[ 3 ] Have a “Qualifying Loan”

A “qualifying” loan is a Direct Loan. It’s that simple. Of course, it’s the government, so nothing is actually that simple. You see, there are (or were) three big federal student loan programs:

  • The Direct Loan Program, which is now the biggest program,
  • The Federal Family Education Loan (FFEL) Program, which is what many students borrowed from until mid-2010, and
  • The Federal Perkins Loan Program, which is a relatively small program.

You may have loans from just one of these programs, or you may have borrowed from all three. If you’re not sure which loan program you borrowed from, I can’t blame you—I had 20 separate loans by the time that I finished graduate school! You can use the National Student Loan Data System to determine which program you borrowed from. Here’s a tip from me to you: basically, if you see “Direct” in the loan type name, it’s a Direct Loan. Otherwise, it’s not.

Don’t have a Direct Loan? Don’t despair! You can consolidate your other federal student loans into a Direct Consolidation Loan and qualify that way. Not having a Direct Loan is the biggest reason that borrowers who are seeking Public Service Loan Forgiveness aren’t on the right track, so be sure that all of your loans that you want forgiven are Direct Loans before you proceed to the next step. If you do need to consolidate, be sure to check the box in the application that says that you’re consolidating for the purposes of loan forgiveness. It will make your life easier, I promise.

[ 4 ] Have a “Qualifying Repayment Plan”

Next, you need a “qualifying” repayment plan. All of the “income-driven repayment plans” are qualifying plans for Public Service Loan Forgiveness. So is the 10-year Standard Repayment Plan, but if you’re on that repayment plan, you should switch to an income-driven repayment plan straight away, or you will have a drastically lower loan balance left to be forgiven after you meet all of the criteria.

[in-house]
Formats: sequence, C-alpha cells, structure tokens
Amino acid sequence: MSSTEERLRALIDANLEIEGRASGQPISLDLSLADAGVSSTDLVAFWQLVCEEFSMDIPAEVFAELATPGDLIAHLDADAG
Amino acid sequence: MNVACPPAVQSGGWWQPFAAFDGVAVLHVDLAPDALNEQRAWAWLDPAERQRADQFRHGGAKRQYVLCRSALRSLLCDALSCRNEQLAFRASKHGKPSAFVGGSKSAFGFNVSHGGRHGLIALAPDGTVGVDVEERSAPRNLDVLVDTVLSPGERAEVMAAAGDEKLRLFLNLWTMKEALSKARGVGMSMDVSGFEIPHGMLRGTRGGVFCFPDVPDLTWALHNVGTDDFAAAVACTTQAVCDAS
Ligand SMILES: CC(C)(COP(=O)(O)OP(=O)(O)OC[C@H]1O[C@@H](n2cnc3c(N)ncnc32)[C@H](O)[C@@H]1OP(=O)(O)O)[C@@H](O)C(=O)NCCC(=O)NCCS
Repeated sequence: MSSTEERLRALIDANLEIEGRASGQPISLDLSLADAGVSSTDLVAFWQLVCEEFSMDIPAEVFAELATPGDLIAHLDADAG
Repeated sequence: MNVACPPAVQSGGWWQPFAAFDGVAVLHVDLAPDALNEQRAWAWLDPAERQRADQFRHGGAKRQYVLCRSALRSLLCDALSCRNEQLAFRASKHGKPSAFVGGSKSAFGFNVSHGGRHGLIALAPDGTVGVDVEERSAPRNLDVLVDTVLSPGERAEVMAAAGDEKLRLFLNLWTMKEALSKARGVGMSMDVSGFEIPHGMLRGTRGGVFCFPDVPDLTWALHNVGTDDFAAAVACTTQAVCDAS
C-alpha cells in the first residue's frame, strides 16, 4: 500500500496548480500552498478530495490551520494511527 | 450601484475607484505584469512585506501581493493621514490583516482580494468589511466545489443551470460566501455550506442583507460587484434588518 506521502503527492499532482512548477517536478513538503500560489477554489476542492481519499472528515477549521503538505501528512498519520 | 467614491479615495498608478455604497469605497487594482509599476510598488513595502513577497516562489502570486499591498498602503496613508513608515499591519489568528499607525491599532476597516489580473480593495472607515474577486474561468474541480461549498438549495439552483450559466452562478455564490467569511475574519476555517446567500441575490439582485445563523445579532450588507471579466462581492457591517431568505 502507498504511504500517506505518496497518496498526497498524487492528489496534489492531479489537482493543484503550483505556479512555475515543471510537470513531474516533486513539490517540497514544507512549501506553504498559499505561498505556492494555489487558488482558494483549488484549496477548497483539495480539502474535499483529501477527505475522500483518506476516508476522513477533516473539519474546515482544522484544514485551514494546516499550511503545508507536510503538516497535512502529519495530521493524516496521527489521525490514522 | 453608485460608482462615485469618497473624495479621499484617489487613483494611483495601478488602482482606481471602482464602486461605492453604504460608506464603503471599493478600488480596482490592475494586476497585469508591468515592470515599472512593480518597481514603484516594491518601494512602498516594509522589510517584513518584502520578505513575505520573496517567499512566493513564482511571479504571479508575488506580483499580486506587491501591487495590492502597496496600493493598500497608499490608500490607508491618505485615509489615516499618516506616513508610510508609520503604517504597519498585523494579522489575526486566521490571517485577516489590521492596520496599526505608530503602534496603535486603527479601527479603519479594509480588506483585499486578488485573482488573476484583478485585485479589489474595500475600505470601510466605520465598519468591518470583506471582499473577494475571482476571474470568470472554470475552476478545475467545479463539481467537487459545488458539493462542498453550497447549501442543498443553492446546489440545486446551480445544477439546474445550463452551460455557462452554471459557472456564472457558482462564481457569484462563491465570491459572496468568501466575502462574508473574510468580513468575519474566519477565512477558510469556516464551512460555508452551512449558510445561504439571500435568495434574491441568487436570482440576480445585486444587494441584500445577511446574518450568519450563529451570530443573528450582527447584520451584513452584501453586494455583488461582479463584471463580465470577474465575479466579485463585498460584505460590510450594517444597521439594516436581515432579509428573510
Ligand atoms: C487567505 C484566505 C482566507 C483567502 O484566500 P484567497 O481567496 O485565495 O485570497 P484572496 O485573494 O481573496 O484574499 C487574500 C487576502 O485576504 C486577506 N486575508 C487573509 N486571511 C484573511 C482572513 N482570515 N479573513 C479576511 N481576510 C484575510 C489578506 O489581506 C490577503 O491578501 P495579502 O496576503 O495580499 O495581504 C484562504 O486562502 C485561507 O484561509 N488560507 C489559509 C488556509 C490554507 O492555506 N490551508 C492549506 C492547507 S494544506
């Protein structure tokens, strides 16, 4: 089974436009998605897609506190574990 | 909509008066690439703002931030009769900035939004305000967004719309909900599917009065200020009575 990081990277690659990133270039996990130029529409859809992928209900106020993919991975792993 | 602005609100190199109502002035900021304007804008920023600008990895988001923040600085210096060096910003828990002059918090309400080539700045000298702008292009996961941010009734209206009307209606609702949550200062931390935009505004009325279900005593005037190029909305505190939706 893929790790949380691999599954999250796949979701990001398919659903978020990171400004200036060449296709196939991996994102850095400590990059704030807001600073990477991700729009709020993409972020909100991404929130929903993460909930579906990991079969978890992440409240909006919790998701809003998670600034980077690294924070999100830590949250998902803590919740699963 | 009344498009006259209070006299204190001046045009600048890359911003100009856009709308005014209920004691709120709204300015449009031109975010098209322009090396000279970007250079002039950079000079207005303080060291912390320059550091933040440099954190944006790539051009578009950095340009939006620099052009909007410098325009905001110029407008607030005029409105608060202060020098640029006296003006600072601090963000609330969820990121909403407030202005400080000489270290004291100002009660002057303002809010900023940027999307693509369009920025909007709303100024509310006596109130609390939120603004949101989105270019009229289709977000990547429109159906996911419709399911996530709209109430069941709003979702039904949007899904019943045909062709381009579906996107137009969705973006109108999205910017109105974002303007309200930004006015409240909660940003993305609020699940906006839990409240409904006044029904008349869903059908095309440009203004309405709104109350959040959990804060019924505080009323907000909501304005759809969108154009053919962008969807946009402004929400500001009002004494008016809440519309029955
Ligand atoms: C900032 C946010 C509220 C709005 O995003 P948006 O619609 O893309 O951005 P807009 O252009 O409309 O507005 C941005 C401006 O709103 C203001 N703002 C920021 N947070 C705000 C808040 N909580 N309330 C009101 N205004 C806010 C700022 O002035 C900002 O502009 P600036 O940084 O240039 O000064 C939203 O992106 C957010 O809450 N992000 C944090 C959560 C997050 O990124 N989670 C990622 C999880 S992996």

If you’re consolidating your loans, you can apply for an income-driven repayment plan in the consolidation application, but if you don’t, you will be placed on the Standard Repayment Plan for Direct Consolidation Loans, which is almost never a qualifying repayment plan for Public Service Loan Forgiveness. If you already have Direct Loans, you can submit an income-driven repayment plan application on StudentLoans.gov.

[ 5 ] Make 120 “Qualifying Payments”

Lastly, you need to make “qualifying” payments—120 of them. A qualifying payment is exactly what you would expect it to be. You get a bill. It has an “amount due” and it has a “due date”. Make the payment in that amount by the due date (or up to 15 days after), and the payment is a “qualifying payment”. If you make a payment when you’re not required to—say, because, you’re in a deferment or you paid your student loan early—then that doesn’t count. But if you reliably make your payment every month for 10 years, you should be okay. The best way to ensure that your payments qualify is to sign up for automatic payments with your loan servicer.

Note that these payments do not need to be consecutive. So, if you had made 10 qualifying payments, and then stop for a period of time (say, you go on a deferment), then start making qualifying payments again, you don’t start over; instead, you pick up where you left off.

And, I’m sorry to have to mention a seemingly arbitrary date, but a payment only qualifies if it was made after October 1, 2007, so nobody can qualify for Public Service Loan Forgiveness until 2017 at the earliest.